We have many ways of coping with stress one of them is exercise. Exercise increases visuospatal memory. In the general population of young adults, exercise is not linked to improvements in concentration or verbal memory. It will decrease clinical depression however along with anger and stress. as people get older, mental abilities like concentration and verbal memory tend to decline. Exercise then begins to have clinically significant impacts on mental acuity. Exercise can help put excessive stress hormones to work neutralizing their negative effect.

In clinical samples, older subjects typically start off with markedly higher ceiling when compared to young adults. As people get older, most of us lose neural plasticity. After our mid twenties, our brains begin to specialize in certain tasks. This natural part of aging allows there to be an increase in cognitive function from exercise. The older an adult gets the larger the positive gains from exercise because of this ceiling effect.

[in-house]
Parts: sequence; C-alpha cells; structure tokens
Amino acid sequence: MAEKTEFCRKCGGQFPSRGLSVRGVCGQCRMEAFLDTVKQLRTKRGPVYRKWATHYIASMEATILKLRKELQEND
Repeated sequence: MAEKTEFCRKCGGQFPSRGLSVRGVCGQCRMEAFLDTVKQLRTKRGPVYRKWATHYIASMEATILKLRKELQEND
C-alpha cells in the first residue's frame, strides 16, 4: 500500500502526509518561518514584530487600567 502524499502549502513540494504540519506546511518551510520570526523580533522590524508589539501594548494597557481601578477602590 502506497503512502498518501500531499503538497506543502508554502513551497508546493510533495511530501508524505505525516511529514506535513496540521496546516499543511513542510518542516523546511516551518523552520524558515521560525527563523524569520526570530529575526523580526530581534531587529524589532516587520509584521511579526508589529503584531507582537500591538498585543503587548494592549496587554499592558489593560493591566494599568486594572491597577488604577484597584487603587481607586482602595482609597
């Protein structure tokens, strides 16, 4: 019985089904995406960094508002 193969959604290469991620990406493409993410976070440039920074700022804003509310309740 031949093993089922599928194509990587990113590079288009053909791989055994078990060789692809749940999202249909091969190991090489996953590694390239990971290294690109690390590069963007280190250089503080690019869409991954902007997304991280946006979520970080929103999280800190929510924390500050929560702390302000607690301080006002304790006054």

We all can get an increase in speed tasks (reaction time), visuospatal and visuoattention, effortfull processing, and executive control benefits from regular aerobic exercise. People who exercise regularly have an increase of .5 standard deviations (5 points) in cognitive performance (IQ) over the general population.

The robust protective influence of a regular work out as we age is well documented. Aerobic exercise increases regional blood flow in the brain. It facilitates neuroplasticity. Serotonin and Dopamine secretion show marked change. This is an anti-depressant effect. Increased blood flow and a positive outlook on life slows mental deterioration as we age.

An increase in neurogenesis is accompanied by keeping yourself in shape. A study (n=23) of adults 17 to 29 years old was conducted by Stroth.(Stroth pg. 9) After 6 weeks individuals partaking in 30 min aerobic exercise 3 times weekly showed an increase of 1 standard deviation in visuospatal memory tasks assessed by the Visual and Verbal Memory Test (VVM; Shellig and Schachtele, 2001), with no change in verbal memory and concentration, assessed by d2 Test of Attention (Brickenkam, 2002).